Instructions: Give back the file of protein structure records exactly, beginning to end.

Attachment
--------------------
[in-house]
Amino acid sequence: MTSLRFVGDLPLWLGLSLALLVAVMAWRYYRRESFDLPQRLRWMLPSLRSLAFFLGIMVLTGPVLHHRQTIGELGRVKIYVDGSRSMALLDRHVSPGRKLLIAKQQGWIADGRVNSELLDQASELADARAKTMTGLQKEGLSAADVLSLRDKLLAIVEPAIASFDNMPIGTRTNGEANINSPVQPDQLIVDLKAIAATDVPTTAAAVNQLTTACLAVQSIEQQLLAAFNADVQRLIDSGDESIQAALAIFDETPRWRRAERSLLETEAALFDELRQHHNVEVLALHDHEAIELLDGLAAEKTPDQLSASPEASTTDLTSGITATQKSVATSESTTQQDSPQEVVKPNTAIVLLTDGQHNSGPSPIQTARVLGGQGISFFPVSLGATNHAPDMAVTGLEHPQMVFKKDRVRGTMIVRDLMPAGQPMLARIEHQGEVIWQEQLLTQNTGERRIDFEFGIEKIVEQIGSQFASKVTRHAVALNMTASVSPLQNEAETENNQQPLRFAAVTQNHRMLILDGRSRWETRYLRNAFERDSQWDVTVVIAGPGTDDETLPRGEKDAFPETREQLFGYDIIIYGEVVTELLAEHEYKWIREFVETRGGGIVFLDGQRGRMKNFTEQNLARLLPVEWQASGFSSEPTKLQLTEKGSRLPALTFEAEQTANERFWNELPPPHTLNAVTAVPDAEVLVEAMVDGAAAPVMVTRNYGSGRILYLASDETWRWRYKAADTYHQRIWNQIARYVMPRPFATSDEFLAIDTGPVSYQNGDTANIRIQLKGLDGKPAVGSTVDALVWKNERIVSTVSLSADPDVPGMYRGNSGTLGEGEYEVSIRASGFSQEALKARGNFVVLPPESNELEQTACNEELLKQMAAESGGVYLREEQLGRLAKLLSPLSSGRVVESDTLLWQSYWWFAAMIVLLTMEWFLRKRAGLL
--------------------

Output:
[in-house]
Amino acid sequence: MTSLRFVGDLPLWLGLSLALLVAVMAWRYYRRESFDLPQRLRWMLPSLRSLAFFLGIMVLTGPVLHHRQTIGELGRVKIYVDGSRSMALLDRHVSPGRKLLIAKQQGWIADGRVNSELLDQASELADARAKTMTGLQKEGLSAADVLSLRDKLLAIVEPAIASFDNMPIGTRTNGEANINSPVQPDQLIVDLKAIAATDVPTTAAAVNQLTTACLAVQSIEQQLLAAFNADVQRLIDSGDESIQAALAIFDETPRWRRAERSLLETEAALFDELRQHHNVEVLALHDHEAIELLDGLAAEKTPDQLSASPEASTTDLTSGITATQKSVATSESTTQQDSPQEVVKPNTAIVLLTDGQHNSGPSPIQTARVLGGQGISFFPVSLGATNHAPDMAVTGLEHPQMVFKKDRVRGTMIVRDLMPAGQPMLARIEHQGEVIWQEQLLTQNTGERRIDFEFGIEKIVEQIGSQFASKVTRHAVALNMTASVSPLQNEAETENNQQPLRFAAVTQNHRMLILDGRSRWETRYLRNAFERDSQWDVTVVIAGPGTDDETLPRGEKDAFPETREQLFGYDIIIYGEVVTELLAEHEYKWIREFVETRGGGIVFLDGQRGRMKNFTEQNLARLLPVEWQASGFSSEPTKLQLTEKGSRLPALTFEAEQTANERFWNELPPPHTLNAVTAVPDAEVLVEAMVDGAAAPVMVTRNYGSGRILYLASDETWRWRYKAADTYHQRIWNQIARYVMPRPFATSDEFLAIDTGPVSYQNGDTANIRIQLKGLDGKPAVGSTVDALVWKNERIVSTVSLSADPDVPGMYRGNSGTLGEGEYEVSIRASGFSQEALKARGNFVVLPPESNELEQTACNEELLKQMAAESGGVYLREEQLGRLAKLLSPLSSGRVVESDTLLWQSYWWFAAMIVLLTMEWFLRKRAGLL